Interestingly, if we combine the terms "Confucius" and "Confucianism" we see a more noticeable rising trend in references, especially since 1860, which would suggest a growing prominence in American publications:
Here we notice a dip after 1960. This might represent a time-lag effect: after coming to power in 1949, the fervently anti-Confucian CCP successfully shifted the American discourse on Confucianism: US intellectuals gradually came to believe that the ancient philosophy was just irrelevant for understanding contemporary China. And that attitude might have been reinforced by the initial idealism of the Cultural Revolution, when left-leaning American scholars might have thought the "New China" really was new. Things change after 1980, when Maoism is revealed to be a crushing failure and Confucianism re-emerges in the PRC and in the minds of American intellectuals. The apparent drop off after 1998 is harder to interpret, especially in light of the rising popularity of Confucian ideas and symbols in the PRC.
We should not, however, read too much into the generally upward trending line from 1860 to 1998. When we add some potential competitors for American intellectual attention, Confucius and Confucianism pale by comparison:
The scales here is a bit deceptive. If we round off the percentages we notice that, in 2008, there is a 0.0002% chance that "Confucius" is cited in American publications, and only a 0.0001% chance that "Confucianism" will be mentioned. If I am reading the data correctly, this suggests that "Buddha" (0.0008%) is four times more likely to be cited than "Confucius" (0.0002%), and "Buddhism" (0.0006%) is six times more likely to be cited than "Confucianism" (0.0001%). Also, the upward trends of "Buddha" and "Buddhism" are much stronger after about 1940 than those for "Confucius" and "Confucianism."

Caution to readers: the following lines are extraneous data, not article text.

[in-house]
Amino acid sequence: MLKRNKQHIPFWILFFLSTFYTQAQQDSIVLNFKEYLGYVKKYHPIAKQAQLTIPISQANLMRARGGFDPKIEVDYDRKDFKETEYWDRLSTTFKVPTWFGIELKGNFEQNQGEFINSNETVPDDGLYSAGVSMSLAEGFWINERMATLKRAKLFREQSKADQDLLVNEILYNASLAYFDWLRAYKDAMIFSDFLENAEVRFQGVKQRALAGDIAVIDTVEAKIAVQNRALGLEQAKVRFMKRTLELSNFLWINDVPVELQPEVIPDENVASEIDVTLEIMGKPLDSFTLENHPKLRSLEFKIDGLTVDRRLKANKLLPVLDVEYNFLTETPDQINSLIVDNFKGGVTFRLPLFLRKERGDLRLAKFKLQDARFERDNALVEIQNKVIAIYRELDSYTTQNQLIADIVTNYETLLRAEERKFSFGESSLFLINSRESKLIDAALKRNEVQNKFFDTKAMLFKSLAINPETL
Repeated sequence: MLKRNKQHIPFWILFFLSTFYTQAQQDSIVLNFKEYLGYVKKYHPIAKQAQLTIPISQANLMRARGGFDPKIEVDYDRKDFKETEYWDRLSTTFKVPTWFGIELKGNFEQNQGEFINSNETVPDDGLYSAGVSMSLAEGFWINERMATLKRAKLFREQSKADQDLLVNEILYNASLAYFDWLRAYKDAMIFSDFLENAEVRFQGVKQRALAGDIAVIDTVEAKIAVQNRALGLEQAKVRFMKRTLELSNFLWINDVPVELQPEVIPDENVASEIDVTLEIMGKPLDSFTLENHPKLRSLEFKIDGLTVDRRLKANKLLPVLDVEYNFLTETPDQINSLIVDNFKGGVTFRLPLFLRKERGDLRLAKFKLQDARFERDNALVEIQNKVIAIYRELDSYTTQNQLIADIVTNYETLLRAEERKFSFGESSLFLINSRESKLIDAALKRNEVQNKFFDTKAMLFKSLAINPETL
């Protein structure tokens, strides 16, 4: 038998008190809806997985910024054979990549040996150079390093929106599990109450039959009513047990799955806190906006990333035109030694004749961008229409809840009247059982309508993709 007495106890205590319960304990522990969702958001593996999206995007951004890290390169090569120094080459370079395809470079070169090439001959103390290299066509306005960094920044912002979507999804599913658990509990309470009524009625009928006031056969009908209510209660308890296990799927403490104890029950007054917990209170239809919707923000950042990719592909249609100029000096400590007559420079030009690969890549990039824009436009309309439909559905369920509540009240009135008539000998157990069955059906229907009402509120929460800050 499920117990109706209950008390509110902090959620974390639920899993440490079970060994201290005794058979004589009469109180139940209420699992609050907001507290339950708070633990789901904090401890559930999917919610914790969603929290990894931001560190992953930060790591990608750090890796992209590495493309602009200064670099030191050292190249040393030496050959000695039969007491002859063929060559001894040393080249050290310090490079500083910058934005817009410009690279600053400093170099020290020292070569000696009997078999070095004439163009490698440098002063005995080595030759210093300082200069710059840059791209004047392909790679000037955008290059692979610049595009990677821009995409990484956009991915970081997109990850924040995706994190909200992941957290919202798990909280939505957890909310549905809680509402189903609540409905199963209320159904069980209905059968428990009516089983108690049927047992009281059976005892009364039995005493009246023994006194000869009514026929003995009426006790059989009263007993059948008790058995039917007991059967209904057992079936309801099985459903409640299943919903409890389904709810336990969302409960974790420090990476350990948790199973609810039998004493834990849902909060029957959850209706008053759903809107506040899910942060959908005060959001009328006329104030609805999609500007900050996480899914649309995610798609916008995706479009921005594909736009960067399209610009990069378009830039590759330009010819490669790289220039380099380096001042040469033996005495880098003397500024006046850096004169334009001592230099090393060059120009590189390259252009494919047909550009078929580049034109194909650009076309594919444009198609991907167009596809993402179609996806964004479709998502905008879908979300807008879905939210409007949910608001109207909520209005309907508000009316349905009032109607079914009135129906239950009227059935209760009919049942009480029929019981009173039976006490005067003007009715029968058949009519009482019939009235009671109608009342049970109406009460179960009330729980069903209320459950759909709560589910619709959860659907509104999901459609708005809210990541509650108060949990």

When we add "Plato" and "Aristotle" to the mix, the relative position of Confucianism is thrown into sharper relief: both are cited more frequently by close to an order of magnitude than Confucianism. The downward trends for the ancient Greeks after about 1960 might be indicative of the rise of modern and contemporary philosophy in the American intellectual zeitgeist as well as in academia.
All in all there are no real surprises there. We would expect that Buddhism would have more of a presence in American culture than Confucianism. As a religious practice, as well as a philosophy, Buddhism is explicitly promoted by adherents in locations (temples) particularly established to maintain and reproduce specific rites and beliefs. By contrast, there is very little by way of human and organization infrastructure for the propagation of Confucianism in America outside of academia. And the ancient Greeks are still considered to be foundational to "Western civilization" and promoted and read in the US with that sense of historical continuity in mind. Plato and Aristotle are supposed to make sense to us (or make us sensible). No such expectation attaches to Confucianism in America.
To some degree, then, our fun with Ngrams has (as my original discipline of Political Science is often accused of doing) rigorously quantified the obvious. Though, in this case the "rigor" is not terribly rigorous, just a couple of graphs.
At the very least the last graph gives us a visual representation of what Confucianism is up against in the US. Since 1960 it seems not to have made significant progress compared to Buddhism, and since 1980 is not really catching up to Plato and Aristotle, either.